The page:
This doctoral program requires a minimum of 48 credits beyond the master’s degree. The program is designed for people seeking research-oriented positions in universities; or leadership roles such as serving on a college or university faculty, as an educational researcher, or as a curriculum specialist. Extensive individual mentoring is available by our skilled faculty representing many dimensions of early childhood and childhood education. The program is flexible and highly individualized, providing specialties in such related areas as teacher education, curriculum development, child development, innovations in schooling, and specific content areas such as literacy, numeracy, and social studies. Extensive faculty mentoring is a distinctive feature of the doctoral program.
Themes of Study
Doctoral study in the Department of Teaching and Learning focuses on several areas of scholarship and practice. These reflect the strengths and interests of the department’s faculty and the opportunities available among the department’s programs for doctoral students to have mentored learning experiences. The themes are as follows:
- Teaching and teacher education across all levels from early childhood to university, including preparatory teacher education and continuing teacher education, and across a variety of teaching fields. The department particularly invites interests in teaching within urban settings, teaching diverse students, the role of content knowledge in teaching, and changing conceptions of teaching and teacher education.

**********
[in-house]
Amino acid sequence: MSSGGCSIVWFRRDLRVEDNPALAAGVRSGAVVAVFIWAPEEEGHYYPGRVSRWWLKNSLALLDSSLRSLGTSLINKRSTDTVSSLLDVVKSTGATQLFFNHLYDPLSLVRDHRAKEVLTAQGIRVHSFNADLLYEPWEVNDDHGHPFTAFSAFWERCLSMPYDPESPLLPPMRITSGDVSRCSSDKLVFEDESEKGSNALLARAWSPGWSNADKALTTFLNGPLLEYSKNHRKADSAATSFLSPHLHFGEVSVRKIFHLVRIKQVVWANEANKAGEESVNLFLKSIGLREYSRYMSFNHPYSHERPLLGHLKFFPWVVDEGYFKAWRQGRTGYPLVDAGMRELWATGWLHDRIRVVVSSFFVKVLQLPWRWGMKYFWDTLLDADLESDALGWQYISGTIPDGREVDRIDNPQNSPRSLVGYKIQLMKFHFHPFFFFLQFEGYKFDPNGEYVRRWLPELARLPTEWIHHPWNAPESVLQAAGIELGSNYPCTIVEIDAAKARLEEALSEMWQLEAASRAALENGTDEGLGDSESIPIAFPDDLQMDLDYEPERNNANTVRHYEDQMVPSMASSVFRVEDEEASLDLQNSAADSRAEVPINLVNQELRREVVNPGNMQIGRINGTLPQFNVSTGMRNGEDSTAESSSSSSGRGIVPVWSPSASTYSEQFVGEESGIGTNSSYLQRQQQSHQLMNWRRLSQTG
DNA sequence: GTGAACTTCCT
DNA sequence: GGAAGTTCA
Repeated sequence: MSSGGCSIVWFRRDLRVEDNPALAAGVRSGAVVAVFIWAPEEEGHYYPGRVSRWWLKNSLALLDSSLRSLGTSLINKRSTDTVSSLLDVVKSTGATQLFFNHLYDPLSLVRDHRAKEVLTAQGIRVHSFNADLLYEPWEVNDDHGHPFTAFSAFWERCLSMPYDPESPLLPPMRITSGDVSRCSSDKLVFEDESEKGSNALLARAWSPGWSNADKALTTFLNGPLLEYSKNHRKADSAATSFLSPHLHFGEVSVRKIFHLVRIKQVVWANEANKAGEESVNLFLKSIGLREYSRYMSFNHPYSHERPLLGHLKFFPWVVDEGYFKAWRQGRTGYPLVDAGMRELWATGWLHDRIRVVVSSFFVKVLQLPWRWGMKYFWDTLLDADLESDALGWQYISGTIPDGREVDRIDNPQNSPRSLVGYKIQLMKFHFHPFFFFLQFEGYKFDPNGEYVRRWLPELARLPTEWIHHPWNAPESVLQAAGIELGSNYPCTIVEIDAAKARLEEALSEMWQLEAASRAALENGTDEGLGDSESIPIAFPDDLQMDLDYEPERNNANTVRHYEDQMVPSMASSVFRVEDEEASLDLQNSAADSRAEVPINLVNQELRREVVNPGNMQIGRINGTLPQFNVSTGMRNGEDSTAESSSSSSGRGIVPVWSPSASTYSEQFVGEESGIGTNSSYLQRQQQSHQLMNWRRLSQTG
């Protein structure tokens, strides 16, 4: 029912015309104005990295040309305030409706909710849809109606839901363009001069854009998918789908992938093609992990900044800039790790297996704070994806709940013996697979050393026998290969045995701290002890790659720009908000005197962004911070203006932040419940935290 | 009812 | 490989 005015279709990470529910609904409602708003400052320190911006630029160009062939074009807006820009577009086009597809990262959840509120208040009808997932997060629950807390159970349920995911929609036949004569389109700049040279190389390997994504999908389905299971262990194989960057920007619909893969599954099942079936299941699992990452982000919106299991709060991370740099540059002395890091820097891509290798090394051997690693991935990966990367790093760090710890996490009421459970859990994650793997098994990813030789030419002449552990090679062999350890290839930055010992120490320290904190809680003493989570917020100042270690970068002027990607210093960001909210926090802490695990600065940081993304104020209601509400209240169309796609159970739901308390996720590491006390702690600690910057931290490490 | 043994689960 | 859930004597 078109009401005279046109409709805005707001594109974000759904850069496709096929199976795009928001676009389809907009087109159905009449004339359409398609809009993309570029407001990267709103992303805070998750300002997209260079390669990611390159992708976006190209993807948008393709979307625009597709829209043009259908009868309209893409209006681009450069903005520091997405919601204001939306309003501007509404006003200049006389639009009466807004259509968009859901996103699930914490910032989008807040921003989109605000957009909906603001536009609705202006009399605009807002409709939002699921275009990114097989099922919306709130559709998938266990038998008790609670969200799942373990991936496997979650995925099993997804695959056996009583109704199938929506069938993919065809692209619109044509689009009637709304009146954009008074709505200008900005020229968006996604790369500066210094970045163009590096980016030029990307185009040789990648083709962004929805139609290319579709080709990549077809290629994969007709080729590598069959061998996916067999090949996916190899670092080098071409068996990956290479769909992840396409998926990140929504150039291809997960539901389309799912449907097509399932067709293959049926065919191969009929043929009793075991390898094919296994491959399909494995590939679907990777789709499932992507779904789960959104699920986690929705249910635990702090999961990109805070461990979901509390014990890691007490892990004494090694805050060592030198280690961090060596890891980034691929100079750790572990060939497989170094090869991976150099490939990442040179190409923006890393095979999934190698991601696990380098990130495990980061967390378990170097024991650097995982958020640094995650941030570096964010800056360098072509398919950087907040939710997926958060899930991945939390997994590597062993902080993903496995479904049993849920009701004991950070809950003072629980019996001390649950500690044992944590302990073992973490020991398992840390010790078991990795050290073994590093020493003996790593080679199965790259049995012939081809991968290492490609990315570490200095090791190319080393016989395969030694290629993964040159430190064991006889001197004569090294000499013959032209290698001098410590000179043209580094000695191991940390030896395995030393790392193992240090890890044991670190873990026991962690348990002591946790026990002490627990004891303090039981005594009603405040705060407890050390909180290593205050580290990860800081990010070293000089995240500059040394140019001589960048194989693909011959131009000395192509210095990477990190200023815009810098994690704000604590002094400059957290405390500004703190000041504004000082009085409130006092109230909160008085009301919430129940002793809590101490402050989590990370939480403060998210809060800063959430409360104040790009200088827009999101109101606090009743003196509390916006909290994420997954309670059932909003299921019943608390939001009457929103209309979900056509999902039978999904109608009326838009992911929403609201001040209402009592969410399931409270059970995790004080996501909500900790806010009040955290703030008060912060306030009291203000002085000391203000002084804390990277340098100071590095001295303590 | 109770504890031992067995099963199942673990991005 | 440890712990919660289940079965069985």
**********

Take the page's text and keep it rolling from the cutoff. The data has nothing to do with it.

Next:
- Educational reform, including school reform, curriculum reform, and reform of policies that bear on teaching and learning. The department particularly invites interests in the problems of urban education, in designing learning environments that work well for diverse learners, in rethinking curriculum and school designs, and in the role of teacher learning within educational reform. In making admission decisions, the department’s faculty strives for balance across these areas, each year admitting a small number of highly qualified students with interest in each area (regardless of the students’ degree preferences).
- Literacies across all levels of education and content areas. The department particularly invites interests in early literacy, adolescent and adult literacy, issues in acquiring academic literacy, and the role of culture in literacy.
- Language and culture. The department particularly invites interests in language acquisition and in issues related to education in multilingual and multicultural settings. Special education, including questions about theoretical frameworks of disability in school and community; challenges of practice such as the design and implementation of inclusive schools, equitable learning opportunities for students with disabilities, family engagement; contemporary issues in the fields of practice and research such as exclusionary discipline and racial equity in special education, postsecondary education and young adults with disabilities, and multilingual learners and disabilities.
Admission to graduate programs in the Steinhardt School of Culture, Education, and Human Development requires the following minimum components:
- Statement of Purpose
- Letters of Recommendation
- Proficiency in English
See NYU Steinhardt's Graduate Admissions website for additional information on school-wide admission. Some programs may require additional components for admissions.
See How to Apply for admission requirements and instructions specific to this program.